Tuesday, November 22, 2005
Carmel on the Case: Mad At The Marina
The clean up after Hurricane Wilma is costing homeowners a lot of time and money. And that holds true for boat owners too. But there's controversy about how one marina is handling the collapse of its facility. Investigative Reporter Carmel Cafiero is "on the case".
There's nothing easy about removing hundreds of boats smashed under tons of steel. But Sully Sutherlin - of U.S. Auctions - is orchestrating just that at the Sunny Marina in Sunny Isles. Sutherlin's work does come at a steep price. And now there are complaints coming from boat owners and insurance companies about the fees he is charging.
Jay Freedman: "My boat's right dead in the middle."
Jay Freedman had to climb a nearby bridge to get a look at his boat.
Jay Freedman: "It is unreasonable."
Based on the fee schedule - Freedman's 27 foot regal - would cost seven thousand six hundred ninety five dollars to be moved out of the building.
Jay Freedman: "We are in limbo. We're stuck here and being held hostage."
Owners have been told - based on the length of a boat - the cost is 285 dollars to 375 dollars per foot.
Michelle Gallimore: "Progressive's not OK with that."
Michelle Gallimore with Progressive says 125 dollars a foot would be a more reasonable fee. Progressive insures 22 boats at the marina and expects to be charged 100 thousand dollars - just to move the boats out of the racks.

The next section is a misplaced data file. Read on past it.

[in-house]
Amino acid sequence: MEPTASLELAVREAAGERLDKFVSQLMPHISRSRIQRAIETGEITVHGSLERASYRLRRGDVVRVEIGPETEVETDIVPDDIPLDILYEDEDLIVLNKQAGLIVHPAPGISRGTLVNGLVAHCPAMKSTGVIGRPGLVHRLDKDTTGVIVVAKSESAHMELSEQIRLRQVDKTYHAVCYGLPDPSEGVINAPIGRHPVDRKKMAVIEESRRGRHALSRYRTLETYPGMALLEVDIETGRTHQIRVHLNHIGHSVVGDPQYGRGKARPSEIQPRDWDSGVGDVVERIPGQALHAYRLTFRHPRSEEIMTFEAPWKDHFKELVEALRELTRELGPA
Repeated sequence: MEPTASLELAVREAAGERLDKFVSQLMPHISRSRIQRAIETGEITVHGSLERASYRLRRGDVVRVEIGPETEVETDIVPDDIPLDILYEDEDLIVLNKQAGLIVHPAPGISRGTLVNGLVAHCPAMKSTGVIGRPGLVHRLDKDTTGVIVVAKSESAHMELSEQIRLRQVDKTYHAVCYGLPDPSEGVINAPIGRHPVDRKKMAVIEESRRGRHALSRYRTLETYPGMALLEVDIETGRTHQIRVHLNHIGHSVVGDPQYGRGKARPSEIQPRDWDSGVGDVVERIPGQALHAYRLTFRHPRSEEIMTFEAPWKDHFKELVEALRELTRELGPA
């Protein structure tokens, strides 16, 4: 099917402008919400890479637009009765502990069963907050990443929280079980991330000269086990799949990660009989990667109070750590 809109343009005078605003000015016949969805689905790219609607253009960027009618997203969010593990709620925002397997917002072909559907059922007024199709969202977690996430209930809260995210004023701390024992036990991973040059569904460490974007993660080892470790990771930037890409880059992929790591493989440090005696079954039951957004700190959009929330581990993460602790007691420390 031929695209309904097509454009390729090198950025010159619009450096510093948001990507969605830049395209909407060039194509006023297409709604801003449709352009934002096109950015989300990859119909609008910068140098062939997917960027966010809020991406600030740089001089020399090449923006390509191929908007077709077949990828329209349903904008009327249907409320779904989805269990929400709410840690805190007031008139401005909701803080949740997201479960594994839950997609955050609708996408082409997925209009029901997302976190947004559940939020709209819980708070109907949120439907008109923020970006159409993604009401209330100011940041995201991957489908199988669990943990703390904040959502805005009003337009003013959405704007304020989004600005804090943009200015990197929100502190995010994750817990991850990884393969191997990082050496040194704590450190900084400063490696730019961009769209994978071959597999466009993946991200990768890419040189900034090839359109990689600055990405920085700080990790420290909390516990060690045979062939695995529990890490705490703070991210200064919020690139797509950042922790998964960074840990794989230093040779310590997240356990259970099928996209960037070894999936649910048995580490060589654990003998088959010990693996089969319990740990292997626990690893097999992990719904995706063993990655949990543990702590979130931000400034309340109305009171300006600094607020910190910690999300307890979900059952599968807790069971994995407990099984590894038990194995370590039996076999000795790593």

Michelle Gallimore: "We feel that US Auctions is gouging right now to recover these vessels."
But Sutherlin says his company is charging a fair fee for risky removals.
Sully Sutherlin: "We're very careful about the way that we price what we do and we spent a lot of time working on that very thing."
Owners we have talked to also think they should have played a role in deciding who would remove their boats and for how much money.
David Neblett: "I think that the fees are truly exorbitant."
Attorney David Neblett represents eleven other boat owners. He says he is negotiating with representatives of the Marina and would like to avoid a lawsuit. Neblett claims boat owners made no contract with the extraction company so it has no right to bill them.
David Neblett: "For my clients, we put them on notice that we do not want them to do the work and that they do not have any contract with my clients so they can not charge my clients for the work."
But that hasn't stopped Sutherlin's crews. He even says most insurance companies are not upset by his fees.
Sully Sutherlin: "But their job is to try to get this done as cheaply as possible. Our job is to make a profit. And somewhere in the middle those two meet."
Investigative Reporter Carmel Cafiero: "And that's exactly what eventually happened here. After 7 News started asking questions and insurance companies refused to pay - the price was reduced to 210 dollars per foot for all boats - no matter their size. There's still some grumbling - but for now - the clean up here can continue.
If you have a story for Carmel:
Call her in Dade at 305-627-CLUE
Or in Broward at 954-921-CLUE